Because I don’t have pets of my own I happy to give the pets of family and friends as much love and attention as they want, I enjoy it and it’s really good for my mood; but it all crashes down on me when it is time to leave. It’s always a little bit sad to say goodbye to my family, especially the nieces and nephews, but after a 2 or 3 week visit we’re all ready.We know that it is not forever and we will see each other again. Even though I make a point of saying goodbye, I don’t think the dogs understand because I have been told that they seem to be looking for me for the next few days o I rarely pull out of the driveway without tears in my eyes worrying about what the dog is feeling or thinking
    Dogs know things, pickup on our feelings, and have feelings of their own, I wish I could understand better and more clearly.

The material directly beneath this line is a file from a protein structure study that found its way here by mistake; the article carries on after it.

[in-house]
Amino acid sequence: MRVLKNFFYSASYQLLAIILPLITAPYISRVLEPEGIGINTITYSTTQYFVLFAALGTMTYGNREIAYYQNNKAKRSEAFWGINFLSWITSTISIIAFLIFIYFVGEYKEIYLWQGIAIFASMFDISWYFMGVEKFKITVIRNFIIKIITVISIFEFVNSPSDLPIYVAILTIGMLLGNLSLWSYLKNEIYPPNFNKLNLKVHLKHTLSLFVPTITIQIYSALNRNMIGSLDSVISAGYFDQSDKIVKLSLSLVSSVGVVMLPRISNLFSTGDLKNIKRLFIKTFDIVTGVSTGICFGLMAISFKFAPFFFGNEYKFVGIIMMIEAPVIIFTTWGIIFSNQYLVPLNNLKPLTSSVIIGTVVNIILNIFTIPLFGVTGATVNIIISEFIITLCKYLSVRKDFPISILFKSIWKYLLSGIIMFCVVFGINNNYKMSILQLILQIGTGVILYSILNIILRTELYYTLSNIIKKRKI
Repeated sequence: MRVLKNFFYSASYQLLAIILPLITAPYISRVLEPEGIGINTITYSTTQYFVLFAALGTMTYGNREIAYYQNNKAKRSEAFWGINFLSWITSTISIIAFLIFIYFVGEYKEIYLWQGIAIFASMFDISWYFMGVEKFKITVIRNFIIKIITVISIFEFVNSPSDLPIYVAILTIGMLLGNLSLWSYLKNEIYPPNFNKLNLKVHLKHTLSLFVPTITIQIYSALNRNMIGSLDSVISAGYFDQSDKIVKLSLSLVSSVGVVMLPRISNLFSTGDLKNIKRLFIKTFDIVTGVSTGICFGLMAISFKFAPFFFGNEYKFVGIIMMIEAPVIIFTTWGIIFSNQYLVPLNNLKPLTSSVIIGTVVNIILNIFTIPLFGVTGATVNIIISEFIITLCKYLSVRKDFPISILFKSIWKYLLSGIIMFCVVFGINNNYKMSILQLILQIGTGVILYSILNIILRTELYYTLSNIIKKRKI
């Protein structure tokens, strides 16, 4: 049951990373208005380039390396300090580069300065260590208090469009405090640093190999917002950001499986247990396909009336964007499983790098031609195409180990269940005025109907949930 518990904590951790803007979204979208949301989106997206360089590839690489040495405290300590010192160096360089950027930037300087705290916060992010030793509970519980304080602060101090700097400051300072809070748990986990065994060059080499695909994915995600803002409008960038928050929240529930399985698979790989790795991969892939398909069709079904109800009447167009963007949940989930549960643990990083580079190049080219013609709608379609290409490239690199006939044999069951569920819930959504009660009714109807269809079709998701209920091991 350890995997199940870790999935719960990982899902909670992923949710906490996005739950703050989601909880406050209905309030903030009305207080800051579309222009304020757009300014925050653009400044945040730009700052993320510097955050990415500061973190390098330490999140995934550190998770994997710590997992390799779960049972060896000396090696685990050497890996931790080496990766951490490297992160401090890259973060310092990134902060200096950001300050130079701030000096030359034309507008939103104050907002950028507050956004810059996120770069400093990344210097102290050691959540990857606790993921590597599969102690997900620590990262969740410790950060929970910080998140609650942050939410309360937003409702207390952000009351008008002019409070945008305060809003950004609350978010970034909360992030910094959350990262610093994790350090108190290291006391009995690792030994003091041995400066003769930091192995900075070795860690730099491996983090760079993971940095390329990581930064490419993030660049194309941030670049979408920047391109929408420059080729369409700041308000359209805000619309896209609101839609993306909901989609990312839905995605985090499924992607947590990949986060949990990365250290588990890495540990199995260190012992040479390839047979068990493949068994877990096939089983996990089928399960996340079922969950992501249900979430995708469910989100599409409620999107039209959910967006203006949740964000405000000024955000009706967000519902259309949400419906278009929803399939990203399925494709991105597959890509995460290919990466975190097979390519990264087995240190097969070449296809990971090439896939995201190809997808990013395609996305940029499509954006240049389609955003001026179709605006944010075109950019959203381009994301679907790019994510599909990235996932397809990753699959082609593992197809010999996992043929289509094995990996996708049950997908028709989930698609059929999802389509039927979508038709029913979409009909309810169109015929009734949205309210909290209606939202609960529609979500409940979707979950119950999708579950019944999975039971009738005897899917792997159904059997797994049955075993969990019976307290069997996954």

• Thank you for this thoughtful response, Cindy. You’ve brought up an interesting idea. Yes, it’s difficult when there’s no way to really know what an animal feels or wants (other than treats, yes, for sure he wants those!) and I, too, explain things even though I suspect it’s pretty pointless. After all, what can he really understand of “This is to help you learn to walk again…”?? even though Scout has a pretty extensive single word at a time and three word phrase vocabulary.( Like, among many others, “treat,” “let’s go out,” “walk.” “go get your ball,” “dinner.” “come,” and his least favorite, “leave it!” Feelings are largely expressed by furiously wagging tail, joy dances, banging his nose on my elbow to say let’s go, or planting his feet stubbornly and refusing to move–never an indication of pleased cooperation. So, I do know what you mean! Many of those are now not available, and refer to concrete actions anyway.) You’ll be interested in The Language of Kin because it does deal with the various ways feelings and desires are and/or can’t be by humans without words and within the non-human animal world.